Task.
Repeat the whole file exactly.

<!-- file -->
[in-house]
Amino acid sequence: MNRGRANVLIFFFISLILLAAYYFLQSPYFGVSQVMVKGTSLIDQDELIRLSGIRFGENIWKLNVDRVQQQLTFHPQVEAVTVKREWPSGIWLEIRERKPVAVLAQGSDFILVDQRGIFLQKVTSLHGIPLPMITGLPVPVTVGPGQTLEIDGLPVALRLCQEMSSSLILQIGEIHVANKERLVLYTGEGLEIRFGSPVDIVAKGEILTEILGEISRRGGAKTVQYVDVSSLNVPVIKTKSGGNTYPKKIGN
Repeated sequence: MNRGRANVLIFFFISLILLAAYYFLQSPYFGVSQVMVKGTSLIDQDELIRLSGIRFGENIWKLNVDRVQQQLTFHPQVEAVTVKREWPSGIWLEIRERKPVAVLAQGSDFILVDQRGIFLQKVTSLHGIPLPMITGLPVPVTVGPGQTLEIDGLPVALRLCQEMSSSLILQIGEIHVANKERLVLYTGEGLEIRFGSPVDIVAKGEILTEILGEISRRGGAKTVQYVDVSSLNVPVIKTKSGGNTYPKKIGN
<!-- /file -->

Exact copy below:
[in-house]
Amino acid sequence: MNRGRANVLIFFFISLILLAAYYFLQSPYFGVSQVMVKGTSLIDQDELIRLSGIRFGENIWKLNVDRVQQQLTFHPQVEAVTVKREWPSGIWLEIRERKPVAVLAQGSDFILVDQRGIFLQKVTSLHGIPLPMITGLPVPVTVGPGQTLEIDGLPVALRLCQEMSSSLILQIGEIHVANKERLVLYTGEGLEIRFGSPVDIVAKGEILTEILGEISRRGGAKTVQYVDVSSLNVPVIKTKSGGNTYPKKIGN
Repeated sequence: MNRGRANVLIFFFISLILLAAYYFLQSPYFGVSQVMVKGTSLIDQDELIRLSGIRFGENIWKLNVDRVQQQLTFHPQVEAVTVKREWPSGIWLEIRERKPVAVLAQGSDFILVDQRGIFLQKVTSLHGIPLPMITGLPVPVTVGPGQTLEIDGLPVALRLCQEMSSSLILQIGEIHVANKERLVLYTGEGLEIRFGSPVDIVAKGEILTEILGEISRRGGAKTVQYVDVSSLNVPVIKTKSGGNTYPKKIGN